Gabbard resigned her post at the Democratic National Committee in 2016 when Hillary Clinton was the nominee because she said the former secretary of state’s foreign policy positions were too hawkish. Gabbard was asked by ABC if that also applied to Biden, given both he and Clinton served in the Obama administration.
“We’ll see what Vice President Biden’s foreign policy vision is for this country. We may agree on some issues, disagree on others,” Gabbard said.
(GRAPHIC: Who is running in 2020 – tmsnrt.rs/2Ff62ZC)
(Reporting By Amanda Becker in Washington; editing by Bill Berkrot)
FILE PHOTO: Port officials take a photo of the damaged tanker Andrea Victory at the Port of Fujairah, United Arab Emirates, May 13, 2019. REUTERS/Satish Kumar/File Photo
May 19, 2019
DUBAI (Reuters) – Countries of the Gulf Cooperation Council (GCC) began “enhanced security patrols” in the international waters of the Arabian Gulf area on Saturday, the U.S. Navy’s Bahrain-based Fifth Fleet said on Sunday.
The GCC countries were “specifically increasing communication and coordination with each other in support of regional naval cooperation and maritime security operations in the Arabian Gulf,” the Facebook statement said.
(Reporting by Lisa Barrington)
Participants Hatari of Iceland perform during a dress rehearsal ahead of the Grand Final of 2019 Eurovision Song Contest in Tel Aviv, Israel May 17, 2019. REUTERS/Ronen Zvulun
May 19, 2019
By Dan Williams
JERUSALEM (Reuters) – The Israeli broadcaster of the Eurovision Song Contest said on Sunday that an unauthorized display of Palestinian flags by Iceland’s band could draw “punishment” from the event’s organizers.
During the point-tally of Saturday’s final, members of the eclectic punk ensemble Hatari held up scarf-sized Palestinian flags. A vocalist, Klemens Nikulásson Hannigan, flashed a V-for-victory sign. Many in the Tel Aviv audience responded with boos.
In earlier remarks to Eurovision fan site wiwibloggs, Hannigan had criticized Israel’s settlements and what he described as its “apartheid” in occupied Palestinian territory.
The flag display, briefly caught on the live TV relay of the 41-country contest, marked the only disruption of a show that had been a focus of anti-Israel boycott calls, and drew a swift rebuke from the European Broadcasting Union (EBU).
“The Icelanders will apparently be punished by the European Broadcasting Union, which is really not tolerant of those who violate its rules,” Eldad Koblenz, CEO of the EBU’s Israeli counterpart Kan, told Ynet TV.
An EBU spokesman declined direct comment, saying the matter was under discussion.
EBU rules allow for disqualifying contestants who do not abide by requirements for a “non-political event”. Asked what other penalties might be available, the spokesman said: “In the past there have been financial sanctions for rule breaches.” He did not elaborate on these cases or sums.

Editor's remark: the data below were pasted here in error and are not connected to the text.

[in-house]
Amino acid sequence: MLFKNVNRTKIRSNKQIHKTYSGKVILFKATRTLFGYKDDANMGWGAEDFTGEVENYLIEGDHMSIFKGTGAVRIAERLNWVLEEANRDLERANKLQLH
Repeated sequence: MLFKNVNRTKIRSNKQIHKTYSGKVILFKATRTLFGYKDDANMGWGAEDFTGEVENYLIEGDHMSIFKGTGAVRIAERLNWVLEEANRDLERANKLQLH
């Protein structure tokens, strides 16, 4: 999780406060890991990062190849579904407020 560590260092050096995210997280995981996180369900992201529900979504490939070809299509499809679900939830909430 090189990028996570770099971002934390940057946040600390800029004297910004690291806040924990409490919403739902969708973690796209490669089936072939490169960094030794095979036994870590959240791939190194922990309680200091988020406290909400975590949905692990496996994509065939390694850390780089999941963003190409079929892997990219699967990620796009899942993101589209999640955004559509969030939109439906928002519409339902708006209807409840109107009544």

Hatari’s song “Hate Will Prevail”, during which the leather- and latex-clad performers thrashed around a grenade-shaped globe as flames shot from the stage, came 10th of the 26 finalists.
Their flag display did not impress the Palestinian Campaign for the Academic & Cultural Boycott of Israel, which had urged countries to shun the Tel Aviv Eurovision. None did.
“Palestinian civil society overwhelmingly rejects fig-leaf gestures of solidarity from international artists crossing our peaceful picket line #Hatari,” the campaigners said on Twitter.
Koblenz was more upbeat about a political display by Madonna, whose much-anticipated, two-song guest performance in the final featured two back-up dancers, with Israeli and Palestinian flags on their backs, walking in an embrace.
“We are very happy that she came, certainly in a reality where very few artists are prepared to come to Israel,” he said, while allowing that “perhaps she’s had more successful shows”.
Madonna, who has previously performed in Israel and is a devotee of Jewish mysticism, said on Twitter on Sunday that she was grateful “for the opportunity to spread the message of peace and unity with the world”.
Kan had no advance notice of Hatari’s or Madonna’s flag displays, Koblenz said: “That’s the price of a live broadcast.”
(Writing by Dan Williams; Editing by Alison Williams)
FILE PHOTO: India’s Prime Minister Narendra Modi waves towards his supporters during a roadshow in Varanasi, India, April 25, 2019. REUTERS/Adnan Abidi/File Photo
May 19, 2019
NEW DELHI (Reuters) – Indian Prime Minister Narendra Modi’s ruling alliance is likely to win a majority in parliament after a mammoth general election that ended on Sunday, two exit polls showed.
Modi’s National Democratic Alliance (NDA) is projected to win 287 seats in the 545-member lower house of parliament followed by 128 for the Congress party-led opposition alliance, CVoter exit poll said.
To rule a party needs the support of 272 lawmakers. Votes are to be counted on Thursday. Exit polls have a mixed record in a country with an electorate of 900 million people.
According to another poll released by Times Now television Modi’s alliance is likely to get 306 seats, a clear majority.
(Reporting by Aftab Ahmed and Devjyot Ghoshal; Editing by Sanjeev Miglani)
Marine Le Pen, leader of French National Rally party addresses a major rally of European nationalist and far-right parties ahead of EU parliamentary elections in Milan, Italy May 18, 2019. REUTERS/Alessandro Garofalo
May 19, 2019
PARIS (Reuters) – A win by Marine le Pen’s far-right Rassemblement National party in next week’s European parliament elections could hurt the euro and damage the French economy and industries, Economy Minister Bruno Le Maire said on Sunday.
Opinion polls show Le Pen’s party, formerly known as the National Front, to be neck-and-neck with President Emmanuel Macron’s centrist Republic On the Move.
“If the nationalists, through Marine Le Pen, win on May 26, it would be serious for our finances, it would be serious for the stability of the euro,” Le Maire said on a Sunday talk show on BFM television.
“It will be serious for all economic and industrial policies that we have launched,” the minister said.
Countries in a “fragile” euro zone needed to take extra steps to support the single currency, including measures addressing its budget, banking and capital market unions.
“These decisions are hard to make. If we do not take them, it is the euro that risks being threatened,” he said.
(Reporting by Simon Carraud and Bate Felix; Editing by Raissa Kasolowsky)